5. Be Consistent and Everywhere!
    If you’re going to go the social media way, make sure that you are everywhere on the internet. Create a profile with all the major players (Facebook, Twitter, LinkedIn, Youtube, etc.) and know the differences and functionality of each site. You don’t exist if your users can’t find you online. Don’t rely on them to hunt you down or put any effort into finding you.

Providing a social media presence for your business, at first, might seem daunting and confusing, especially if you are unfamiliar with the platforms in the first place. As the internet becomes more and more of an integrated influence in our lives, it is essential to access the possibilities of what social media can do for your business.

(Article originally posted for Senior Living Magazine on May 31st 2011 – Social Media for Dummies)

Digital Shape Shifters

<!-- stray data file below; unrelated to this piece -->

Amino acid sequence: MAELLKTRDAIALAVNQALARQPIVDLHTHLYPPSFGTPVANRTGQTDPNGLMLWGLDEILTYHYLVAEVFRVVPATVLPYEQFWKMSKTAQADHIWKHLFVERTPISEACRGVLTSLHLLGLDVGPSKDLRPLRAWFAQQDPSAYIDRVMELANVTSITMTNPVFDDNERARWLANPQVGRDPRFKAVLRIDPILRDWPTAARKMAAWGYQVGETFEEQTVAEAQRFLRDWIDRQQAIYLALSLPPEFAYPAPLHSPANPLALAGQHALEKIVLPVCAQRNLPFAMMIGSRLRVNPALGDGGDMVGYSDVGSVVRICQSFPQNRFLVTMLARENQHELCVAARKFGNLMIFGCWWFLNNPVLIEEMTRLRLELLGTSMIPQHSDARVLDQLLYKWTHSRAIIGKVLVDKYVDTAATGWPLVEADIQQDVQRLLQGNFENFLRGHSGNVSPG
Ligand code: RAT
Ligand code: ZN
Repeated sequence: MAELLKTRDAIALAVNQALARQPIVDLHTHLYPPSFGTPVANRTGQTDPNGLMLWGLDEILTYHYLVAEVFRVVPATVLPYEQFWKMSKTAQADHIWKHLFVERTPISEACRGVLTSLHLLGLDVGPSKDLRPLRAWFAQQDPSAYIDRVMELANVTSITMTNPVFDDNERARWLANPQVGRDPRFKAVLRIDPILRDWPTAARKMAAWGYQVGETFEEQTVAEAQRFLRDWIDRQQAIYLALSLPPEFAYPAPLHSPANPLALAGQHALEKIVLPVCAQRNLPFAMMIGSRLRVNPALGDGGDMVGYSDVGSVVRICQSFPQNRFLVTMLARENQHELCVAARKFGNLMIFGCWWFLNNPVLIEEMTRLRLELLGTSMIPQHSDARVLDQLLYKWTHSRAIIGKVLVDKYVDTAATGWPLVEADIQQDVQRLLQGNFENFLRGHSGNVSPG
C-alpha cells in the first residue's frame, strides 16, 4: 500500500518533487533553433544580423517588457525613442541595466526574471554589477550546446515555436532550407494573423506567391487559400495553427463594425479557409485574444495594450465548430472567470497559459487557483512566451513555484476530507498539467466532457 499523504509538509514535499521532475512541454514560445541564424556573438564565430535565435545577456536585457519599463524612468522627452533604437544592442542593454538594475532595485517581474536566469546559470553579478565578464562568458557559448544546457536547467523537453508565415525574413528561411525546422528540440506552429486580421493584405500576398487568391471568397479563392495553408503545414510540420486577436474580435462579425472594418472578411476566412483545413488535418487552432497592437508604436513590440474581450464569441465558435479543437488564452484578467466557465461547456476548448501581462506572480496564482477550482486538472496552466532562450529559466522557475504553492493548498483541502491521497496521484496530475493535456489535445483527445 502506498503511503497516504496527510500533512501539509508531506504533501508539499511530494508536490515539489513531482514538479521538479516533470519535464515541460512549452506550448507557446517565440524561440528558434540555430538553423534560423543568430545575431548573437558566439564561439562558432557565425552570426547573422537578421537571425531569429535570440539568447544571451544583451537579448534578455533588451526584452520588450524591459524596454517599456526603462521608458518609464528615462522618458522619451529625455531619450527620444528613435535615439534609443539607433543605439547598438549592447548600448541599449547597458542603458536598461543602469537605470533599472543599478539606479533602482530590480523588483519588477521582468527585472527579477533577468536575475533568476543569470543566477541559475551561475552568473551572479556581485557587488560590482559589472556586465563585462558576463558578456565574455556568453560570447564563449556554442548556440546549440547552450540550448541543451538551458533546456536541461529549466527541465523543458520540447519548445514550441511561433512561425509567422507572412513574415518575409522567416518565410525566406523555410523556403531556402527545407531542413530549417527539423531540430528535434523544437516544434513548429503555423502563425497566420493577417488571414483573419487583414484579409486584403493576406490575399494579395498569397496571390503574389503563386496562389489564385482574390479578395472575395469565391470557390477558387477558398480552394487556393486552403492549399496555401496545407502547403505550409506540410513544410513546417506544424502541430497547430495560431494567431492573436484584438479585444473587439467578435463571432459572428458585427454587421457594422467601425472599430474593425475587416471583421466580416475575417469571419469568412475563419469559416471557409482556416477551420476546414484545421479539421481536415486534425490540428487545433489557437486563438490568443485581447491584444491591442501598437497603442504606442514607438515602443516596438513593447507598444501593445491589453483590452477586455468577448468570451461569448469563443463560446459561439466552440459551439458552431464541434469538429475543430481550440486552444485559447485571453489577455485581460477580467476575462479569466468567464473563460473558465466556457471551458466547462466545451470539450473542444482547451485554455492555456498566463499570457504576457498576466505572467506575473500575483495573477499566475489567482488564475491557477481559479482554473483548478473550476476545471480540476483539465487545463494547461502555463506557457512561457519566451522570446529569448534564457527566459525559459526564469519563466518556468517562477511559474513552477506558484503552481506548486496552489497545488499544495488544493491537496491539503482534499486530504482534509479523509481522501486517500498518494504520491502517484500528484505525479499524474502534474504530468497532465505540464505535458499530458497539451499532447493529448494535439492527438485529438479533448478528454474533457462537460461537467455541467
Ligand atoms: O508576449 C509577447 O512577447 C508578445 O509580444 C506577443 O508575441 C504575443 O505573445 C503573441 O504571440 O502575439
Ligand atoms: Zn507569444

Online games, blogs, and social networking are just a few examples of how modern communication has been revolutionizing our sense of community and identity. These venues of technology allow us to virtually project our sense of self and also detach ourselves from various physical and emotional realities that society fixes on us, conceiving new and sometimes multitude forms of identity. It is hard to imagine a time without having several representations of ourselves distributed on the digital platform that we interact with daily. Identity is an illusion of security that we rely on in order to classify and stereotype ourselves and others into neat tidy categories in order to make sense of the chaotic nature of reality. As the digital revolution continues to expand and blur the lines between virtual reality and physical reality, the theory of identity and self perception becomes increasingly more difficult to define as the ability to separate key aspects such as physical characteristic traits and environmental influence continues to impact social negotiations on all fronts. A virtual avatar, meaning “a perceptible digital representation whose behaviours reflect those executed, typically in real time, by a specific human being” (Bailenson & Blascovic, 2004), is a prime example of this separation mimicking very much the representation of self but having the ability to be seemingly foreign in nature at the same time. Elizabeth Reid (1994) describes the importance of avatars as, “much more than a few bytes of computer data – they are cyborgs, a manifestation of the self beyond the realms of the physical, existing in a space where identity is self-defined rather than preordained.” Through the use of online avatars as seen in games like World of Warcraft (WOW) and Second Life, how we choose to represent ourselves through digital projection effects how we interact in such environments and even carries over to face-to-face reactions. As we separate further and further into different versions of self, the technology begins to impact every aspect of ourselves despite the illusion of fantasy involved in such avatars and game play. Just like how an individual can have a different type of relationship with a parent, sibling, friend, or lover, we now find ourselves dividing up into further replicates of the self, having the ability through digital virtual reality’s avatar selection to emphasize certain personality traits that inevitably become who we actually are and how we interact online and offline.